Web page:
Why You Should Store Client’s Work on the Cloud, Not Your Hard Drive

Tell me, where do you store your client’s work? On the hard disk of a laptop/desktop or tablet? In your phone? Well, if so, you should consider stopping this and moving your content to the Cloud. There are many reasons for why you should store your client’s files and projects on the Cloud and not on a single device. Here is just a few of them.

Benefits of Cloud storage for freelancers

Protected in the Result of HD Failure

The major reason you need Cloud storage for your data is what you would do if you experience catastrophic hard disk failure. If you’re sensible, of course you will have back ups (flash drives or CDs) but these media do not always connect to all your devices, They are not always suitable methods for storage. Imagine the blue screen of death on the day of a deadline and the only backup copy you have is memory stick that won’t connect to a tablet or a phone – and you’re on a train. What then? With Cloud, you can access these files on every device the service is present.

Work from Anywhere on Multiple Devices

Similarly, you are not restricted to a single device. When travelling on a train, you can work on the file on your smartphone. You don’t need a large device such as a laptop. I now live in Cornwall but used to be in a long distance relationship. When we first got together, we’d spend 2-3 days together and I wouldn’t take my laptop as I intended not to work. However, several times I received urgent emails from clients to change or amend files while I was away. With the original stored on Dropbox, I could do that easily. The point of being a freelancer is being able to work anywhere. Without Cloud, you limit yourself in the new digital economy.

Security Issues

With several major hacks of the last few years, it’s understandable you’d be worried about your client data security. Who wouldn’t be? The fact of the matter is that the security of storage that these services provide is much better than what you can afford on your own for your devices. These big cases have been so well covered in the media because they are so rare, not because they are so common. You are more likely to suffer a data breach from downloading malware visiting a click bait site during personal time than have your business related Cloud account hacked.

Collaboration

Freelancing often means collaborating, especially in the creative services. You may sometimes need to work on a file with multiple people at once. That is much easier to do using a Cloud service where many people can access it at once than continuing to email the file back and forth and get confused between which version you are presently using. Collaboration is one of the main reasons most people use any Cloud service, it’s the main reason they exist – mobile connectivity – although vital today, is a relatively modern function developed since our phones became that much more powerful.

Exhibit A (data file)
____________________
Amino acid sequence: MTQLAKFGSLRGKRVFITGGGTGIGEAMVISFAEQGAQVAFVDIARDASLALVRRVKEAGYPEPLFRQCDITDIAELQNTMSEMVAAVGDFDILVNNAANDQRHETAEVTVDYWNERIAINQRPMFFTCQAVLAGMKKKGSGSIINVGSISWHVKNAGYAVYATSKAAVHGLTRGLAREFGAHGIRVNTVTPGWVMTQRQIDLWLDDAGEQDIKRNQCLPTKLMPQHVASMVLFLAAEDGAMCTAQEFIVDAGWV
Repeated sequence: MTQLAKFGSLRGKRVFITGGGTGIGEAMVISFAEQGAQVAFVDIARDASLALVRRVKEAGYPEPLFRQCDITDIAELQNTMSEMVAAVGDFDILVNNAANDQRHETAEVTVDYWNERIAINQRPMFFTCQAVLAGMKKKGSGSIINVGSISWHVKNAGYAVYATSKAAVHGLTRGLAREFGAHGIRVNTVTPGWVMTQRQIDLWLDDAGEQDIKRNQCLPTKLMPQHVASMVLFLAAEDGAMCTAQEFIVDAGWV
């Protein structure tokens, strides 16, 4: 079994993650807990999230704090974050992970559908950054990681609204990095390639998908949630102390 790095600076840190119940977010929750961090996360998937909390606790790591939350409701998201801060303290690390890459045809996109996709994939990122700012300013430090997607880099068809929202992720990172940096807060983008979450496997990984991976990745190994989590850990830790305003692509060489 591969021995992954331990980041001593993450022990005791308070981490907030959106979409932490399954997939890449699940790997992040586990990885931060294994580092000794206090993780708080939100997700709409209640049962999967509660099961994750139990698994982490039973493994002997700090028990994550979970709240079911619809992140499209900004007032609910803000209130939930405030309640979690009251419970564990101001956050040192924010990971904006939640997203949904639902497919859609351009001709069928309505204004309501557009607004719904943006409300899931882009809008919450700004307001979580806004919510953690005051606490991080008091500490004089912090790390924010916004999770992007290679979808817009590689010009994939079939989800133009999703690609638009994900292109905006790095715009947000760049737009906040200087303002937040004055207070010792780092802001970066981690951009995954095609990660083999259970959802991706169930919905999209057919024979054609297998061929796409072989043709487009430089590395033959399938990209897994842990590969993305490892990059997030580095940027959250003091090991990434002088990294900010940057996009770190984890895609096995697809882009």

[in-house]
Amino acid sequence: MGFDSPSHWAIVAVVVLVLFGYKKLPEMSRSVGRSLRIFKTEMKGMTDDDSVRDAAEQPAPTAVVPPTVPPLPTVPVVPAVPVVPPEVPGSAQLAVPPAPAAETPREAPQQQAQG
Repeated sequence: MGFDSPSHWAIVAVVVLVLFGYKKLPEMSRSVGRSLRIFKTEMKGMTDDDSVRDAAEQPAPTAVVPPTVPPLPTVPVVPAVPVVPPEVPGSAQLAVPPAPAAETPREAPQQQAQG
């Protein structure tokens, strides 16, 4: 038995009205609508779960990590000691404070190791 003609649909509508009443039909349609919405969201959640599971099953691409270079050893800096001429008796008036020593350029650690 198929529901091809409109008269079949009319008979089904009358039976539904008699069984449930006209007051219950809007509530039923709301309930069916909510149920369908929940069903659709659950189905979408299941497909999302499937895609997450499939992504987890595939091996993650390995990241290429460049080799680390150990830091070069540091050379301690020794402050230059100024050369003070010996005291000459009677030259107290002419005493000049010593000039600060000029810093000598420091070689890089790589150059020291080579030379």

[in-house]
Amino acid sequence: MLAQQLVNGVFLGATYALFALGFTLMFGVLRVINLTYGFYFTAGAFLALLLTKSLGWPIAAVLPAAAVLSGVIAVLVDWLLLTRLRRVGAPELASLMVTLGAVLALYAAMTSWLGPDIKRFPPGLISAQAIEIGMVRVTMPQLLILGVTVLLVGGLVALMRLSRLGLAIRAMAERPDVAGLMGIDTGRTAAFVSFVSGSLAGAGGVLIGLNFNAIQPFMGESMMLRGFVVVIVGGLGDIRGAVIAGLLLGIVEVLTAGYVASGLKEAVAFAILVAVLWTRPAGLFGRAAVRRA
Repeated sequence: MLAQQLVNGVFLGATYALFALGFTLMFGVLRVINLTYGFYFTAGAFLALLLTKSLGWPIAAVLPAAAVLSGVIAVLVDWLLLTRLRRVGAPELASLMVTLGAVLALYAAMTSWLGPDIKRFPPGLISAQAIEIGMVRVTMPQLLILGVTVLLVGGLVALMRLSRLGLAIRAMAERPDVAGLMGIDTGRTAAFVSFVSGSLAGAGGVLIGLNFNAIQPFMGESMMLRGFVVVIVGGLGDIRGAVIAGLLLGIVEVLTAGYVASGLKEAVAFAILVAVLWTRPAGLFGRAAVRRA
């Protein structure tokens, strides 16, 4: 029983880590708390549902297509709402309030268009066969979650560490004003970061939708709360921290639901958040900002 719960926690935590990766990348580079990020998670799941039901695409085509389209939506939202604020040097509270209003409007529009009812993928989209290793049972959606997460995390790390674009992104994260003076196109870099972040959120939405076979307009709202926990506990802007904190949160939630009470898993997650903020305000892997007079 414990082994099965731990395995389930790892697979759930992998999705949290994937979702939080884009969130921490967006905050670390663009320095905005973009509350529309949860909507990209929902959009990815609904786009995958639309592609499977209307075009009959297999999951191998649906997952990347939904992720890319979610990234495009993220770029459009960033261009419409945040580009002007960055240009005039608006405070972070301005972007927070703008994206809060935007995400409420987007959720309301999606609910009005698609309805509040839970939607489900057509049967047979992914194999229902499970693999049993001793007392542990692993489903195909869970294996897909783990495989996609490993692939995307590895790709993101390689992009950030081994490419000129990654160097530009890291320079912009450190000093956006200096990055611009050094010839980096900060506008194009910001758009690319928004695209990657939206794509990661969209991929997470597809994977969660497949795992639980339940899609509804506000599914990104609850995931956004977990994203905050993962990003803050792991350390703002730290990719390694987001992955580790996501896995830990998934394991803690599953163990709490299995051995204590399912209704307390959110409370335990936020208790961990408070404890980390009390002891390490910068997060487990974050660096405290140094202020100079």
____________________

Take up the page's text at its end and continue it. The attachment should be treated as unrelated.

But Which To Use?

Which you use depends on a number of factors:

  • Capacity requirements
  • How many devices you have / want to use Cloud on
  • What you intend to use it for (storage? project collaboration? simple choice?)
  • The services and functions on offer

As standard, everybody should use Dropbox – it’s one of my three most essential tools of freelancing. It looks like any other folder on your desktop / laptop. Except anything you put on it will be stored in the Cloud. Upload a file using your phone and within a few minutes it’s there on your laptop too. The same can be said of OneDrive.

Evernote is a great package (about which I’ve written many times) for multimedia. Easily upload research notes, video clips, web page grabs, photographs. It’s been around a long time and is still one of the best pieces of software for sharing multimedia between users and devices.

For Cloud based office packages, Google’s services are great. I use the Google spreadsheet for two clients, have used it with more in the past and it will no doubt continue to function as a vital business tool.

All I will say is have a look around at the services. Most of the above offer free versions that are more than adequate for the freelance writer.

Advertisements

Have something to say? Go on, you know you want to:

Fill in your details below or click an icon to log in:

WordPress.com Logo

You are commenting using your WordPress.com account. Log Out / Change )

Twitter picture

You are commenting using your Twitter account. Log Out / Change )

Facebook photo

You are commenting using your Facebook account. Log Out / Change )

Google+ photo

You are commenting using your Google+ account. Log Out / Change )

Connecting to %s